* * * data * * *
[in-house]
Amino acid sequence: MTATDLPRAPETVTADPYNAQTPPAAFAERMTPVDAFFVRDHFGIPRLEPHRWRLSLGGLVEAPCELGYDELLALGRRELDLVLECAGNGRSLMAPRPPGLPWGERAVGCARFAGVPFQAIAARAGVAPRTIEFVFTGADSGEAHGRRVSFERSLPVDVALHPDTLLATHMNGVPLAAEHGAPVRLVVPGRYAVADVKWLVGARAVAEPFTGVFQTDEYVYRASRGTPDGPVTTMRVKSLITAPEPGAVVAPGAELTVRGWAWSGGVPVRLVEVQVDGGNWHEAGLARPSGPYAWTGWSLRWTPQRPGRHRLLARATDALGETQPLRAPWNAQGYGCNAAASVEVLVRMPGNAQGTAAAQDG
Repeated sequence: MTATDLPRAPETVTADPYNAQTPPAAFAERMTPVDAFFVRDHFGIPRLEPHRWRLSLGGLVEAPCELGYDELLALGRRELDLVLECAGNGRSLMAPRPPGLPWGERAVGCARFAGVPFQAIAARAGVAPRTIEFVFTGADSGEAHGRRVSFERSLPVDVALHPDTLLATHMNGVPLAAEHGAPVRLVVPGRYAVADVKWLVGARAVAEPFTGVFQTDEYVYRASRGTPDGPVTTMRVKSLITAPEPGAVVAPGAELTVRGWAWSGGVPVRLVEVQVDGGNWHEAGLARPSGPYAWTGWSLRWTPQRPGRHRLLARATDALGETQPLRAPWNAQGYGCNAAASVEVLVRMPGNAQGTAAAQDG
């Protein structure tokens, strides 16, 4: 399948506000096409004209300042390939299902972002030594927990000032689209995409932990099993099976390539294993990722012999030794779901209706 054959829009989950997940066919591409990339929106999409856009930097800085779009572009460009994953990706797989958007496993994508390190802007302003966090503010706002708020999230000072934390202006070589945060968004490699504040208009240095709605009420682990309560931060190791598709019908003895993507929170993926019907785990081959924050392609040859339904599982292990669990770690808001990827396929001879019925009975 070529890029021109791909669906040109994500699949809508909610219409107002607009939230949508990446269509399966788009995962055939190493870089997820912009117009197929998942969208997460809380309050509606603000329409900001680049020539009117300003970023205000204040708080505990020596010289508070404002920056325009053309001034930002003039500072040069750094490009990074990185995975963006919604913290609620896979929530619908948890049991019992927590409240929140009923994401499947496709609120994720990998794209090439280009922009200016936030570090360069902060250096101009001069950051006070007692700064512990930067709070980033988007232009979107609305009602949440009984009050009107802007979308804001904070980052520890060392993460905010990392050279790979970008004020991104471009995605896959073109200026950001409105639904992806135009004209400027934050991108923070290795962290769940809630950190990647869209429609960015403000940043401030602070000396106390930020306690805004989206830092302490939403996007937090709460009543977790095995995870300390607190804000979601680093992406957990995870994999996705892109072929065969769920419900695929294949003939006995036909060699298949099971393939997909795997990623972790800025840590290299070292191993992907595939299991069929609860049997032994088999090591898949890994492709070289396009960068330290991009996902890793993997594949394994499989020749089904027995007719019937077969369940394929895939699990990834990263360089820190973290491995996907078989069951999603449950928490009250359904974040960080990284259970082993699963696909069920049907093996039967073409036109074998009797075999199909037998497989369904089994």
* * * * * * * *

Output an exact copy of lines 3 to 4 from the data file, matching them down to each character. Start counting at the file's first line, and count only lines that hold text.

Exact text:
Repeated sequence: MTATDLPRAPETVTADPYNAQTPPAAFAERMTPVDAFFVRDHFGIPRLEPHRWRLSLGGLVEAPCELGYDELLALGRRELDLVLECAGNGRSLMAPRPPGLPWGERAVGCARFAGVPFQAIAARAGVAPRTIEFVFTGADSGEAHGRRVSFERSLPVDVALHPDTLLATHMNGVPLAAEHGAPVRLVVPGRYAVADVKWLVGARAVAEPFTGVFQTDEYVYRASRGTPDGPVTTMRVKSLITAPEPGAVVAPGAELTVRGWAWSGGVPVRLVEVQVDGGNWHEAGLARPSGPYAWTGWSLRWTPQRPGRHRLLARATDALGETQPLRAPWNAQGYGCNAAASVEVLVRMPGNAQGTAAAQDG
């Protein structure tokens, strides 16, 4: 399948506000096409004209300042390939299902972002030594927990000032689209995409932990099993099976390539294993990722012999030794779901209706 054959829009989950997940066919591409990339929106999409856009930097800085779009572009460009994953990706797989958007496993994508390190802007302003966090503010706002708020999230000072934390202006070589945060968004490699504040208009240095709605009420682990309560931060190791598709019908003895993507929170993926019907785990081959924050392609040859339904599982292990669990770690808001990827396929001879019925009975 070529890029021109791909669906040109994500699949809508909610219409107002607009939230949508990446269509399966788009995962055939190493870089997820912009117009197929998942969208997460809380309050509606603000329409900001680049020539009117300003970023205000204040708080505990020596010289508070404002920056325009053309001034930002003039500072040069750094490009990074990185995975963006919604913290609620896979929530619908948890049991019992927590409240929140009923994401499947496709609120994720990998794209090439280009922009200016936030570090360069902060250096101009001069950051006070007692700064512990930067709070980033988007232009979107609305009602949440009984009050009107802007979308804001904070980052520890060392993460905010990392050279790979970008004020991104471009995605896959073109200026950001409105639904992806135009004209400027934050991108923070290795962290769940809630950190990647869209429609960015403000940043401030602070000396106390930020306690805004989206830092302490939403996007937090709460009543977790095995995870300390607190804000979601680093992406957990995870994999996705892109072929065969769920419900695929294949003939006995036909060699298949099971393939997909795997990623972790800025840590290299070292191993992907595939299991069929609860049997032994088999090591898949890994492709070289396009960068330290991009996902890793993997594949394994499989020749089904027995007719019937077969369940394929895939699990990834990263360089820190973290491995996907078989069951999603449950928490009250359904974040960080990284259970082993699963696909069920049907093996039967073409036109074998009797075999199909037998497989369904089994």